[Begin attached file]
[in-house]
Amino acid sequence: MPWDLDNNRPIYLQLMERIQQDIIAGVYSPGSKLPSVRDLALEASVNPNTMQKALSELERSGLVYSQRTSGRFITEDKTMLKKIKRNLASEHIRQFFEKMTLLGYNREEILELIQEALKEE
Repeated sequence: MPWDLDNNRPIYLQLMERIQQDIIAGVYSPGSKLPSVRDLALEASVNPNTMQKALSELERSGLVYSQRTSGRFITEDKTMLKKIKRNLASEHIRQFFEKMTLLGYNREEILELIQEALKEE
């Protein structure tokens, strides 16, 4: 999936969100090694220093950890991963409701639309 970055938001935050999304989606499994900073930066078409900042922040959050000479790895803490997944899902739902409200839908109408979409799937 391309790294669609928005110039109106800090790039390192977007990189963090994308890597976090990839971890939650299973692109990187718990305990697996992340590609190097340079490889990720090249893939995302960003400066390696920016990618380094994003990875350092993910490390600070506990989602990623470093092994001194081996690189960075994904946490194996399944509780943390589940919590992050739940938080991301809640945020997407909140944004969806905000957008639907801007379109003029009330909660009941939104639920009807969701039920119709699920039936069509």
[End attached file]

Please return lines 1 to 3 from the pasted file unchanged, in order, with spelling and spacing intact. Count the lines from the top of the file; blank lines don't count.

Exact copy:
[in-house]
Amino acid sequence: MPWDLDNNRPIYLQLMERIQQDIIAGVYSPGSKLPSVRDLALEASVNPNTMQKALSELERSGLVYSQRTSGRFITEDKTMLKKIKRNLASEHIRQFFEKMTLLGYNREEILELIQEALKEE
Repeated sequence: MPWDLDNNRPIYLQLMERIQQDIIAGVYSPGSKLPSVRDLALEASVNPNTMQKALSELERSGLVYSQRTSGRFITEDKTMLKKIKRNLASEHIRQFFEKMTLLGYNREEILELIQEALKEE